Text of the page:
In conclusion, the most potent physiological estrogen, E2, inhibits production of HCV infectious particles in Huh-7.5 cell cultures in an ERα–dependent manner. This may explain, at least in part, why the incidence of HCV-associated liver disease is lower in premenopausal women than in postmenopausal women and men.

ACKNOWLEDGMENTS

  1. Top of page
  2. ABSTRACT
  3. MATERIALS AND METHODS
  4. RESULTS
  5. DISCUSSION
  6. ACKNOWLEDGMENTS
  7. REFERENCES

The authors are grateful to Dr. C. M. Rice for providing Huh7.5 cells and pFL-J6/JFH1. Thanks are also due to Dr. T. Adachi for his technical advice. This study was supported in part by Health and Labor Sciences Research Grants from the Ministry of Health, Labor and Welfare, Japan, and the Japan Science and Technology/Japan International Cooperation Agencies’ Science and Technology Research Partnership for Sustainable Development. This study was also carried out as part of the Japan Initiative for Global Research Network on Infectious Diseases, Ministry of Education, Culture, Sports, Science and Technology, Japan, and the Global Center of Excellence Program at Kobe University Graduate School of Medicine.

REFERENCES

  1. Top of page
  2. ABSTRACT
  3. MATERIALS AND METHODS
  4. RESULTS
  5. DISCUSSION
  6. ACKNOWLEDGMENTS
  7. REFERENCES
  • 1
    Shepard C.W., Finelli L., Alter M.J. (2005) Global epidemiology of hepatitis C virus infection. Lancet Infect Dis 5: 55867.
  • 2
    Alberti A., Benvegnù L., Boccato S., Ferrari A., Sebastiani G. (2004) Natural history of initially mild chronic hepatitis C. Dig Liver Dis 36: 64654.
  • 3
    Davis G.L., Alter M.J., El-Serag H., Poynard T., Jennings L.W. (2010) Aging of hepatitis C virus (HCV)-infected persons in the United States: a multiple cohort model of HCV prevalence and disease progression. Gastroenterology 138: 51321.
  • 4
    Armstrong G.L., Wasley A., Simard E.P., McQuillan G.M., Kuhnert W.L., Alter M.J. (2006) The prevalence of hepatitis C virus infection in the United States, 1999 through 2002. Ann Intern Med 144: 70514.
  • 5
    Poynard T., Ratziu V., Charlotte F., Goodman Z., McHutchison J., Albrecht J. (2001) Rates and risk factors of liver fibrosis progression in patients with chronic hepatitis C. J Hepatol 34: 7309.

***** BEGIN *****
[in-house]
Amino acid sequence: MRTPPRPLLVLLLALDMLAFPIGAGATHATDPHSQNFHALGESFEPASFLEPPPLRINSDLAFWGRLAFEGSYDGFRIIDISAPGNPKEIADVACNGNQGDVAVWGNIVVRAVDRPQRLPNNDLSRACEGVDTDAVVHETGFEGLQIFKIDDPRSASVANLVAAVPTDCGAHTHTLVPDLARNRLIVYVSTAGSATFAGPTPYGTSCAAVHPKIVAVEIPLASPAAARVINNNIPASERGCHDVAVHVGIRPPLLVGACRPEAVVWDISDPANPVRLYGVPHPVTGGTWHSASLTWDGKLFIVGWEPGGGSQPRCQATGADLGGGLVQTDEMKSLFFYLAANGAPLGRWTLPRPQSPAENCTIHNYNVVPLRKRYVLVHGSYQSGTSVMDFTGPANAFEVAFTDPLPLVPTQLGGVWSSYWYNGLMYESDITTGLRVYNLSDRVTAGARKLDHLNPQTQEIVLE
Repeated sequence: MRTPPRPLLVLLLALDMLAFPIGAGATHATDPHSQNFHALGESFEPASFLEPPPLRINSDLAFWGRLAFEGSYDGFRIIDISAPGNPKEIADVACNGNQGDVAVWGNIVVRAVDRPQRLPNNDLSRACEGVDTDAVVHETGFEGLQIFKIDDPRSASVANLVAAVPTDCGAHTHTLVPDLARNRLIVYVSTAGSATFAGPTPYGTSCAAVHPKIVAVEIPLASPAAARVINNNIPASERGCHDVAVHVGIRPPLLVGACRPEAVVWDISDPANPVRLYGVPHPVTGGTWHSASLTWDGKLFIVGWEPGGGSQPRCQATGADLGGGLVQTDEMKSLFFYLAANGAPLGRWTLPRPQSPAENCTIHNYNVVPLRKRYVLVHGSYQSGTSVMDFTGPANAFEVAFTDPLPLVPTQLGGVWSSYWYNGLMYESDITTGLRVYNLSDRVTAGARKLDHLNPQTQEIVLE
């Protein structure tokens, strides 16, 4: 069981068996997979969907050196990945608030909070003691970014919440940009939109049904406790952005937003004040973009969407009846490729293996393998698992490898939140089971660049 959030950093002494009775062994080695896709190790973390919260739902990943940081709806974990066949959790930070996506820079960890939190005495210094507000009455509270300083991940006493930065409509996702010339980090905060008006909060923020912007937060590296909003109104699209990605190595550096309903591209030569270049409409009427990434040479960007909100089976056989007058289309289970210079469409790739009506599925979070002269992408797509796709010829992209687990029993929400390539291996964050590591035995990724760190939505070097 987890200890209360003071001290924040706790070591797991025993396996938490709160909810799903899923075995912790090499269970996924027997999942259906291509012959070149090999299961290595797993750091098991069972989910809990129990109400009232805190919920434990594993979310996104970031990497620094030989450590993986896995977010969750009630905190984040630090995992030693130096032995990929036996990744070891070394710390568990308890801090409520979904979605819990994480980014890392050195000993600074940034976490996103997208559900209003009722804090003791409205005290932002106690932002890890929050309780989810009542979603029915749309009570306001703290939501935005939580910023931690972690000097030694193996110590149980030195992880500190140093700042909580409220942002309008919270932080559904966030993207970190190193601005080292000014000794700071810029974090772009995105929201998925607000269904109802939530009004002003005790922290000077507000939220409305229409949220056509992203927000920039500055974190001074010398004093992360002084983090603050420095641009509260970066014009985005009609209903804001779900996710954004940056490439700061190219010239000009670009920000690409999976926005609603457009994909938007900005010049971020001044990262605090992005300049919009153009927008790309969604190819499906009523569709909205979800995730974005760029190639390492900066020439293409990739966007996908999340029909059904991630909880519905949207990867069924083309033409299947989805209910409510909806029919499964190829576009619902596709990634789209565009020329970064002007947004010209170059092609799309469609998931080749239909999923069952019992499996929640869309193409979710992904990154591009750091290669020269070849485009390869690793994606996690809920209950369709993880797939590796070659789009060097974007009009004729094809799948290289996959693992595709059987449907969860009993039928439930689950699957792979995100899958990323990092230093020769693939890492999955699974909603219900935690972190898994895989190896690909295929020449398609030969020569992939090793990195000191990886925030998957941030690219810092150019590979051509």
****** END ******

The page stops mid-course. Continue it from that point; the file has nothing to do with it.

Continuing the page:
• 6
    Massard J., Ratziu V., Thabut D., Moussalli J., Lebray P., Benhamou Y., Poynard T. (2006) Natural history and predictors of disease severity in chronic hepatitis C. J Hepatol 44: S1924.
  • 7
    Di Martino V., Lebray P., Myers R.P., Pannier E., Paradis V., Charlotte F., Moussalli J., Thabut D., Buffet C., Poynard T. (2004) Progression of liver fibrosis in women infected with hepatitis C: long-term benefit of estrogen exposure. Hepatology 40: 142633.
  • 8
    Shimizu I., Yasuda M., Mizobuchi Y., Ma Y.R., Liu F., Shiba M., Horie T., Ito S. (1998) Suppressive effect of oestradiol on chemical hepatocarcinogenesis in rats. Gut 42: 1129.
  • 9
    Yasuda M., Shimizu I., Shiba M., Ito S. (1999) Suppressive effects of estradiol on dimethylnitrosamine-induced fibrosis of the liver in rats. Hepatology 29: 71927.
  • 10
    Wang C.C., Krantz E., Klarquist J., Krows M., McBride L., Scott E.P., Shaw-Stiffel T., Weston S.J., Thiede H., Wald A., Rosen H.R. (2007) Acute hepatitis C in a contemporary US cohort: modes of acquisition and factors influencing viral clearance. J Infect Dis 196: 147482.
  • 11
    Hall J.M., Couse J.F., Korach K.S. (2001) The multifaceted mechanisms of estradiol and estrogen receptor signaling. J Biol Chem 276: 36,86972.
  • 12
    Gustafsson J.A. (2003) What pharmacologists can learn from recent advances in estrogen signaling. Trends Pharmacol Sci 24: 47985.
  • 13
    Revankar C.M., Cimino D.F., Sklar L.A., Arterburn J.B., Prossnitz E.R. (2005) A transmembrane intracellular estrogen receptor mediates rapid cell signaling. Science 307: 162530.